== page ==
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an inch, and the strike committee decided to employ a new strategy. There was a carpenter's apprentice named Mekhl (Sore–Khantse's son). This Mekhl was a precise copy of the character of Jimmie Higgins created by the American writer Upton Sinclair. [9] In this novel, Sinclair described a type of worker and Party member who is totally devoted to his organization, and always ready to take great risks, even death, if the Party required it. He was unremarkable, asked no questions, gave no talks, but blindly carried out whatever the leaders requested. This was Sinclair's portrait of Jimmie, and this was Mekhl the carpenter. Once, during a strike on the eve of Passover, Mekhl came to visit us and saw my mother, may she rest in peace, preparing chickens for the holiday meal. He said, “Rokhl, do me a favor, don't throw away the inner organs, that is, the chicken offal.” Surprised, Mother asked him, “What do you need it for?” He smiled and said, “What do you care? I need it.” He went outdoors and soon returned with two earthenware pots, filled them with all the offal, and left.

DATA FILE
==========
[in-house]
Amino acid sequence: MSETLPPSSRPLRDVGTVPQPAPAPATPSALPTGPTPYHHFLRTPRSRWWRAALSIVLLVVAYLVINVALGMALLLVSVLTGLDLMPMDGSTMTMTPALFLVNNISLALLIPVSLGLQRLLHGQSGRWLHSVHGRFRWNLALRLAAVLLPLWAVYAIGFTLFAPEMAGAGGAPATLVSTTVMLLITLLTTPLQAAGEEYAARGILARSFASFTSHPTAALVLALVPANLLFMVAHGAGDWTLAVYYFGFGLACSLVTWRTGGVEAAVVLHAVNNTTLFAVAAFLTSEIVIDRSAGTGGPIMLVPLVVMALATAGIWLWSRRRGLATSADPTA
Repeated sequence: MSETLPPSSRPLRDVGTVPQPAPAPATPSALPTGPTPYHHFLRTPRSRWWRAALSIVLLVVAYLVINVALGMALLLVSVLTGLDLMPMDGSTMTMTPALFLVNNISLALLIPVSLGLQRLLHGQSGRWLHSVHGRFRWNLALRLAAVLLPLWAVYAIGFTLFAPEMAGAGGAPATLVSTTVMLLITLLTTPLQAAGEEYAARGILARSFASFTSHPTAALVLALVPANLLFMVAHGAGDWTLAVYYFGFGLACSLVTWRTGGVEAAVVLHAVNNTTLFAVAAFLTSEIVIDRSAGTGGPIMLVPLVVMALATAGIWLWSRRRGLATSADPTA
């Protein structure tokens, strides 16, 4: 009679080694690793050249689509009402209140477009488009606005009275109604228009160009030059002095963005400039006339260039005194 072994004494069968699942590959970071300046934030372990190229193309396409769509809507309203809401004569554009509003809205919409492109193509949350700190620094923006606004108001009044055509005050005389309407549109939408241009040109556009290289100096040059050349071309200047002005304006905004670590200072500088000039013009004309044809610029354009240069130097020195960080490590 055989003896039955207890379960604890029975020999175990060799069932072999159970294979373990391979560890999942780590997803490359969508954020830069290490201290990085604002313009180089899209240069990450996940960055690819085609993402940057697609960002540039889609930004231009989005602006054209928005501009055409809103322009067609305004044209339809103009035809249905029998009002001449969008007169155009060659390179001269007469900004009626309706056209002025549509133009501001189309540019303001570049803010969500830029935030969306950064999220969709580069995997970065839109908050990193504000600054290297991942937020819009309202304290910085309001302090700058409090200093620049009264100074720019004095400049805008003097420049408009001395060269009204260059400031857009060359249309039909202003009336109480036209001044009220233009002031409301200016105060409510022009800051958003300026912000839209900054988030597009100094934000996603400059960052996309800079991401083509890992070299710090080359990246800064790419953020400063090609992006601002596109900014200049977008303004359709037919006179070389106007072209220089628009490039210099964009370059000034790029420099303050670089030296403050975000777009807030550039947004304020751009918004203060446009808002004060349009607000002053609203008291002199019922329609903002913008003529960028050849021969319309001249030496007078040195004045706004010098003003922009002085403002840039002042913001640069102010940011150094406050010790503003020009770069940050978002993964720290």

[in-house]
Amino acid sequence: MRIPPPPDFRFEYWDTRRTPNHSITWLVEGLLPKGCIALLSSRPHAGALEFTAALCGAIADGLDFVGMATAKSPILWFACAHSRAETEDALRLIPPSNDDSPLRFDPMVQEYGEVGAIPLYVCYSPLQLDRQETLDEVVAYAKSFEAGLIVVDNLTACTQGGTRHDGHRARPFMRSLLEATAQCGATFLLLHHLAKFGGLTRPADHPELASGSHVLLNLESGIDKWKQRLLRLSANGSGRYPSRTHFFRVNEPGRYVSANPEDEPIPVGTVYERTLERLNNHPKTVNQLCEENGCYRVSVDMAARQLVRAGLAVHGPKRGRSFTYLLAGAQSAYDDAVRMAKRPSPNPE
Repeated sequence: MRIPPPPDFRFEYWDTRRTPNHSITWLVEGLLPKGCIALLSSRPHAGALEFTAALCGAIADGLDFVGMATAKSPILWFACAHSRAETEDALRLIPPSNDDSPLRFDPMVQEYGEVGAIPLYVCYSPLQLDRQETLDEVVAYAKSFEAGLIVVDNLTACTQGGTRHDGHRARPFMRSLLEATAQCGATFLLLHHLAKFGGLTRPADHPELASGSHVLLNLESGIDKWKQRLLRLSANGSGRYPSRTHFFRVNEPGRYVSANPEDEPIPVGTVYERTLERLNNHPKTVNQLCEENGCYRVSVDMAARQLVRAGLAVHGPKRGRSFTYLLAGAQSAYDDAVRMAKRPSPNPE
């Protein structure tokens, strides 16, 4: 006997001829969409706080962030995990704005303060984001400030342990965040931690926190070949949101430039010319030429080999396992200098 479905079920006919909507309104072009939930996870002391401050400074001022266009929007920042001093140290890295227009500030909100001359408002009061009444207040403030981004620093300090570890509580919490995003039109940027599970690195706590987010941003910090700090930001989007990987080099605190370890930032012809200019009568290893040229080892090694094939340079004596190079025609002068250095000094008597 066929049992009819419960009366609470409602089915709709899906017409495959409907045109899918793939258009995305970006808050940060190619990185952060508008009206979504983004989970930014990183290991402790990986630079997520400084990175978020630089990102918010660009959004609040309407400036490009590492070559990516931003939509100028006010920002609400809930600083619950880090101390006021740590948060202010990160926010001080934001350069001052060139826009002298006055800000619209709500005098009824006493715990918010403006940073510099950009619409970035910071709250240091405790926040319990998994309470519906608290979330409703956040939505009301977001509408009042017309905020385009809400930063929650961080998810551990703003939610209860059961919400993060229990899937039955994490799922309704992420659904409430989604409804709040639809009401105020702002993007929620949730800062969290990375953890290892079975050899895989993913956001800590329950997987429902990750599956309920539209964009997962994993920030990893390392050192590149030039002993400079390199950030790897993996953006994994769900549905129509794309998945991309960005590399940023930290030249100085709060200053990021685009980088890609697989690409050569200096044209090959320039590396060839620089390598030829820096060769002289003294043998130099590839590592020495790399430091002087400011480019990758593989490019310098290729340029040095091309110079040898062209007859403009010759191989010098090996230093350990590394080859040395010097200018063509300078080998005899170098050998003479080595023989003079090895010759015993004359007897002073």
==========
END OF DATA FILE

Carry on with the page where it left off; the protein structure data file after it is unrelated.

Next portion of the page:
Early the next morning we heard an uproar in the streets; the whole town was agitated. My father, may he rest in peace, went out to the market as usual, but soon came back saying that last night, during the first Seder, someone had thrown pots full of offal through the windows of Leyzer, the misshapen leather–worker, Nachman the tailor, and someone else whose name escapes me. The pots landed right on the Seder table, ruined the entire meal, and scared everyone to death.